I would wager that this is probably the most popular die for cutting thousand pyramids, simply because it’s the largest triangle die that comes in a GO version, and the GO is a pretty popular machine.
What I think is really great about die cutting these days is how much more compatible the machines are now, thanks to the introduction of some great adapters. When AccuQuilt introduced the GO die adapter for the Studio, it not only enabled Studio owners to use GO dies with their machines, but it also made it easier for Sizzix owners to use GO dies as well.
Unfortunately, these dies are too big to use with the GO Baby or the Big Shot, but if you have any of the larger machines, either one or both of these dies will work. Just make sure you have the adapter if you want to use the GO die in the BSP or Studio.
Using the Isosceles Triangle Dies
The difference between the two dies is the number of shapes on the die and the number of layers you can cut. However, since the sizes of the shapes are the same, the instructions and tips for using the dies are also the same.
If you want to make a quilt using the kaleidoscope block instead of thousand pyramids, this die combines with the 3″ finished half square triangle (HST-3 if you’re using EDeN.) I’ve actually done a kaleidoscope quilt from a Benartex fabric line called Lilified. You’ll get to see this quilt in an upcoming pattern.
When you work from strips, it’s better to leave the strips unfolded, as fan-folding will waste more fabric than straight layers.
When you work from scraps, remember that you should count your layers based on where your fabrics overlap, not how many complete triangles you get. Take this GO! die example:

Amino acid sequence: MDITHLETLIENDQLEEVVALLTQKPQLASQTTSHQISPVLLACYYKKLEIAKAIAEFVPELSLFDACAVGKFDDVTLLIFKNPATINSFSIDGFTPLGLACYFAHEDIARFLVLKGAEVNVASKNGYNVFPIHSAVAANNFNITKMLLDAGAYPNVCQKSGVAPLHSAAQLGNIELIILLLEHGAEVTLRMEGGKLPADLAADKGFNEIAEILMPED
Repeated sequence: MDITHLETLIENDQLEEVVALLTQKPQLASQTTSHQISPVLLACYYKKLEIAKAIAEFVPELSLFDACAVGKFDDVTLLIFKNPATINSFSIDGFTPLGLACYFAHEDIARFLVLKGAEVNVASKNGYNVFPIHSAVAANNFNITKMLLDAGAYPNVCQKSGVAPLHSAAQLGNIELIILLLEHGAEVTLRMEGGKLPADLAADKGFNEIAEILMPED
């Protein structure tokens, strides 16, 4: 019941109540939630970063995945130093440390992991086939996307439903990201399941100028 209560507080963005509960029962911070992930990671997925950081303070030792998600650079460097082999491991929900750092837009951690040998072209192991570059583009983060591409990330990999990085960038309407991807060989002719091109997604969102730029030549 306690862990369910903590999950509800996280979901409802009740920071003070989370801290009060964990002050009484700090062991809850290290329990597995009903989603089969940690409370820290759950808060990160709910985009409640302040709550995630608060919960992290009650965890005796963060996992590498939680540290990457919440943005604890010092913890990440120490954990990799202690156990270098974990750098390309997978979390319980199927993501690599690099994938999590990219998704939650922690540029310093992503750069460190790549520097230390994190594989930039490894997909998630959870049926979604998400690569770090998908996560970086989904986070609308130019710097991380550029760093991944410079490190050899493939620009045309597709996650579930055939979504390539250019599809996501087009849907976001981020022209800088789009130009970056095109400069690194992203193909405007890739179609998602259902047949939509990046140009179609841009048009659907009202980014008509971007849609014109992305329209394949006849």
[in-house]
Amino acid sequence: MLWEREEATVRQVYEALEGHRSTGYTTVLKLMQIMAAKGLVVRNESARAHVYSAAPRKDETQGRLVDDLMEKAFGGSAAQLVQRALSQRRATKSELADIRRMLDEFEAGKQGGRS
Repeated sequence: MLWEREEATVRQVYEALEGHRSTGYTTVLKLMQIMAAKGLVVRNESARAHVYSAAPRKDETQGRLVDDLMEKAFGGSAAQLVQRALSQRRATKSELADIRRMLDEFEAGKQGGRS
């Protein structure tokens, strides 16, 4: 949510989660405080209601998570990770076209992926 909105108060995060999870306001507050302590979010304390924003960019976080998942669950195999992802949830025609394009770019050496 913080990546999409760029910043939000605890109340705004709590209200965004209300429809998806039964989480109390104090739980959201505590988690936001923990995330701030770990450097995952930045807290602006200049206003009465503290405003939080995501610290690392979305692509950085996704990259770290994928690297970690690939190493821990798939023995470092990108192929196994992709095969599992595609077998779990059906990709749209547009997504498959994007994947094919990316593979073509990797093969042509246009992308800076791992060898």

In the photo above, you can see that my fabrics on the left are only 3 layers, while the fabrics on the right are four layers. However, if you count the fabrics where they overlap, there are actually 5 layers of fabric. I can only lay one more piece of fabric down before I max out the number of layers on this die.
GO Die 55016
This die has two triangles, and you can cut between 4-6 layers on the die. That will yield approximately 8-12 triangles in each pass of the cutter.
Studio Die 50222
This die has three triangles, and you can cut up to 10 layers on the die. That will yield 30 triangles in each pass of the cutter, more than double what I can get on the GO die. This is why I love using Studio dies, especially for scrap-busting.
Video Tips for Using Dies 55016 and 50222
I am so excited to introduce these videos to you – they are the first ones I recorded using my new equipment. I’ve gotten a better camera, one which allows a microphone to be attached so I don’t have to yell across a 20 foot room, AND I got a wide-angle lens! It’s amazing the difference this lens makes; the camera is across the short end of my cutting table, is positioned straight on, and it’s able to get my head and the entire width of the cutting table at the same time. I also set up a second camera to do the close up shots; hopefully the transitions between shots is ok; it may take a few videos for me to get used to this setup!
Anyway, back to the dies. Both of these dies are fairly straightforward to cut on, but there are a few tips to get the most out of them. I recorded a couple of videos to help you get started. In the videos I talk about marking the dies, using strips cut from yardage, and selecting scraps to use on the dies. I’m using the Sizzix Big Shot Pro for this demonstration, because it fits nicely on the table and I can use both dies on it, so I didn’t need to change the setup.
Marking and Measuring the Isosceles Triangle Dies
Cutting Strips and Scraps on the Isosceles Triangle Dies
Drawing Up a Design
Do you have Electric Quilt?
So many people have asked questions about how to draw up triangles in EQ. I have Version 7, but I assume that this would work the same in other versions too.
Once you open EQ, navigate to the menu path: Quilt > New Quilt > One Patch Quilt.